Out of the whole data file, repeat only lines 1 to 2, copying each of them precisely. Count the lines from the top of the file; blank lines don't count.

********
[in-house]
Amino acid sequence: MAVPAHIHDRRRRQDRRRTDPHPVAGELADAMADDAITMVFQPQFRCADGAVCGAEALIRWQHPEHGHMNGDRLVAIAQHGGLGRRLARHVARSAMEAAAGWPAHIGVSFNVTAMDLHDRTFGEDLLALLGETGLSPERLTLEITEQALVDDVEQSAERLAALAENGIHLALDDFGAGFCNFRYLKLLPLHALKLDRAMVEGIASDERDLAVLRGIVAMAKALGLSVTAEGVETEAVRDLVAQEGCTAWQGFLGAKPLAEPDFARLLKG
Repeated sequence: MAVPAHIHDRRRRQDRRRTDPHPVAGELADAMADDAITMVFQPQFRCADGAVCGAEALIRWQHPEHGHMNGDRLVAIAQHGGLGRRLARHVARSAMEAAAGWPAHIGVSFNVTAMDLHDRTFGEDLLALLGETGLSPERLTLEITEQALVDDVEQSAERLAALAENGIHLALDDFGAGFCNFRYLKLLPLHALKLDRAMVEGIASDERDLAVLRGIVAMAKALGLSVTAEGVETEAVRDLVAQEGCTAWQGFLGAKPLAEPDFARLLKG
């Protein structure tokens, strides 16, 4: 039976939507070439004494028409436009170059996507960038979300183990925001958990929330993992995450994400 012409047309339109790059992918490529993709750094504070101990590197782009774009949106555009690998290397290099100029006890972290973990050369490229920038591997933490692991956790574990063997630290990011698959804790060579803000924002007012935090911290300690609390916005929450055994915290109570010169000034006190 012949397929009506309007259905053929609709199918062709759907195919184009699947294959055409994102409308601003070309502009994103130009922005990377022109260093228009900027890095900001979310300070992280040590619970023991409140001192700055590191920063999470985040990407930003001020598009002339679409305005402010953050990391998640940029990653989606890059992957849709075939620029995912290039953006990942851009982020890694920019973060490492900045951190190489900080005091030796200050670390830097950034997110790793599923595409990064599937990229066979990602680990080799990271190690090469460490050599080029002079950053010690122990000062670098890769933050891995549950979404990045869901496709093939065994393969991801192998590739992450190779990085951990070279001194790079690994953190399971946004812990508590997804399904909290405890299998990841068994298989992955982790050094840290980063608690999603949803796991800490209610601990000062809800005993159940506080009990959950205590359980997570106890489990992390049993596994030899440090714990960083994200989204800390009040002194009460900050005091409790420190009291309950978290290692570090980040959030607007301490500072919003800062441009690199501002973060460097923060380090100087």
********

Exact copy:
[in-house]
Amino acid sequence: MAVPAHIHDRRRRQDRRRTDPHPVAGELADAMADDAITMVFQPQFRCADGAVCGAEALIRWQHPEHGHMNGDRLVAIAQHGGLGRRLARHVARSAMEAAAGWPAHIGVSFNVTAMDLHDRTFGEDLLALLGETGLSPERLTLEITEQALVDDVEQSAERLAALAENGIHLALDDFGAGFCNFRYLKLLPLHALKLDRAMVEGIASDERDLAVLRGIVAMAKALGLSVTAEGVETEAVRDLVAQEGCTAWQGFLGAKPLAEPDFARLLKG